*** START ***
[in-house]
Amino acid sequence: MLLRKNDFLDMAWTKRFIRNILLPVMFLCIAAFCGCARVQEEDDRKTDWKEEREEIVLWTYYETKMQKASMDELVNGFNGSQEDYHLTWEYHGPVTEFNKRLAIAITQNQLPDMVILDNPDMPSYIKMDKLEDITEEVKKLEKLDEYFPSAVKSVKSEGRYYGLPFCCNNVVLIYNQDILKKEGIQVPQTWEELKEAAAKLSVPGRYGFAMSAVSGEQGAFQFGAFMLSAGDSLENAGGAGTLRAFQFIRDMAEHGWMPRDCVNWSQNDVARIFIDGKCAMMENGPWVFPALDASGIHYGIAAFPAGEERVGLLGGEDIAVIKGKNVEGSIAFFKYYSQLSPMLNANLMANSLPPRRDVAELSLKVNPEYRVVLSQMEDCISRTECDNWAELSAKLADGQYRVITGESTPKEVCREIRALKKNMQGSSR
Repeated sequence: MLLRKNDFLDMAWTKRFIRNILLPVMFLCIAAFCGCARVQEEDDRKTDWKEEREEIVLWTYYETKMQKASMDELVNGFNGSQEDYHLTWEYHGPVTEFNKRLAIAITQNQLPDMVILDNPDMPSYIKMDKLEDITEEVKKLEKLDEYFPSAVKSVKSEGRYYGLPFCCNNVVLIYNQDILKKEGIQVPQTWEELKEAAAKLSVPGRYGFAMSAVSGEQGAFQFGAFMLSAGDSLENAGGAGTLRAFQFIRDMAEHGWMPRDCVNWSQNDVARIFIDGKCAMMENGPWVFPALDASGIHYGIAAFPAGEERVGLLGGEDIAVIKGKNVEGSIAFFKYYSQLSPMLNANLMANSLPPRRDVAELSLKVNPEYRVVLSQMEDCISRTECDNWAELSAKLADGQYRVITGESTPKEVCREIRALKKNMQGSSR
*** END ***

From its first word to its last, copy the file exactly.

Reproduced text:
[in-house]
Amino acid sequence: MLLRKNDFLDMAWTKRFIRNILLPVMFLCIAAFCGCARVQEEDDRKTDWKEEREEIVLWTYYETKMQKASMDELVNGFNGSQEDYHLTWEYHGPVTEFNKRLAIAITQNQLPDMVILDNPDMPSYIKMDKLEDITEEVKKLEKLDEYFPSAVKSVKSEGRYYGLPFCCNNVVLIYNQDILKKEGIQVPQTWEELKEAAAKLSVPGRYGFAMSAVSGEQGAFQFGAFMLSAGDSLENAGGAGTLRAFQFIRDMAEHGWMPRDCVNWSQNDVARIFIDGKCAMMENGPWVFPALDASGIHYGIAAFPAGEERVGLLGGEDIAVIKGKNVEGSIAFFKYYSQLSPMLNANLMANSLPPRRDVAELSLKVNPEYRVVLSQMEDCISRTECDNWAELSAKLADGQYRVITGESTPKEVCREIRALKKNMQGSSR
Repeated sequence: MLLRKNDFLDMAWTKRFIRNILLPVMFLCIAAFCGCARVQEEDDRKTDWKEEREEIVLWTYYETKMQKASMDELVNGFNGSQEDYHLTWEYHGPVTEFNKRLAIAITQNQLPDMVILDNPDMPSYIKMDKLEDITEEVKKLEKLDEYFPSAVKSVKSEGRYYGLPFCCNNVVLIYNQDILKKEGIQVPQTWEELKEAAAKLSVPGRYGFAMSAVSGEQGAFQFGAFMLSAGDSLENAGGAGTLRAFQFIRDMAEHGWMPRDCVNWSQNDVARIFIDGKCAMMENGPWVFPALDASGIHYGIAAFPAGEERVGLLGGEDIAVIKGKNVEGSIAFFKYYSQLSPMLNANLMANSLPPRRDVAELSLKVNPEYRVVLSQMEDCISRTECDNWAELSAKLADGQYRVITGESTPKEVCREIRALKKNMQGSSR